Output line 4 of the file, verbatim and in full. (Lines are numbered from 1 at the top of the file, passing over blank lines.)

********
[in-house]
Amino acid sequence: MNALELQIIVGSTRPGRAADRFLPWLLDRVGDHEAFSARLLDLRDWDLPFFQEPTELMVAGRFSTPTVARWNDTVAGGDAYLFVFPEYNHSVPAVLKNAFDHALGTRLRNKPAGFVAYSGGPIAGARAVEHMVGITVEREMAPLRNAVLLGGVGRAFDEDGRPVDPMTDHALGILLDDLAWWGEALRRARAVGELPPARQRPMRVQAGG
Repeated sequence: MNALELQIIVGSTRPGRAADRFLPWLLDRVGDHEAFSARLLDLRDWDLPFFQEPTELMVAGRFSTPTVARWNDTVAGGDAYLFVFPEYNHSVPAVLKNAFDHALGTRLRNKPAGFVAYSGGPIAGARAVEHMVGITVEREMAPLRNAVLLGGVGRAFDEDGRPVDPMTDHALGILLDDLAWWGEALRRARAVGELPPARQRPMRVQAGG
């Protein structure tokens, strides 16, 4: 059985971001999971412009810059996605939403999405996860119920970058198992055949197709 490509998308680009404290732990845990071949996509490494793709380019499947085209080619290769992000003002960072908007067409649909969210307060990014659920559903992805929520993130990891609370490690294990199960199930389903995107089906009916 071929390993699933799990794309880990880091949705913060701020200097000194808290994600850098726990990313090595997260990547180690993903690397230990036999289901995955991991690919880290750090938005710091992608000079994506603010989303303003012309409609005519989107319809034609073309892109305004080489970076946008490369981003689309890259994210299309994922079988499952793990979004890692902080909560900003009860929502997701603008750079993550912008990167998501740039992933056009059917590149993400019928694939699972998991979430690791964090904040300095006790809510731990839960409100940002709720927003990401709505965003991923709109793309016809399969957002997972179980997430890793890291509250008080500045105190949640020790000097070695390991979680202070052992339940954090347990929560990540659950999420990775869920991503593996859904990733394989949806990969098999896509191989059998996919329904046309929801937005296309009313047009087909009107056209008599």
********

């Protein structure tokens, strides 16, 4: 059985971001999971412009810059996605939403999405996860119920970058198992055949197709 490509998308680009404290732990845990071949996509490494793709380019499947085209080619290769992000003002960072908007067409649909969210307060990014659920559903992805929520993130990891609370490690294990199960199930389903995107089906009916 071929390993699933799990794309880990880091949705913060701020200097000194808290994600850098726990990313090595997260990547180690993903690397230990036999289901995955991991690919880290750090938005710091992608000079994506603010989303303003012309409609005519989107319809034609073309892109305004080489970076946008490369981003689309890259994210299309994922079988499952793990979004890692902080909560900003009860929502997701603008750079993550912008990167998501740039992933056009059917590149993400019928694939699972998991979430690791964090904040300095006790809510731990839960409100940002709720927003990401709505965003991923709109793309016809399969957002997972179980997430890793890291509250008080500045105190949640020790000097070695390991979680202070052992339940954090347990929560990540659950999420990775869920991503593996859904990733394989949806990969098999896509191989059998996919329904046309929801937005296309009313047009087909009107056209008599």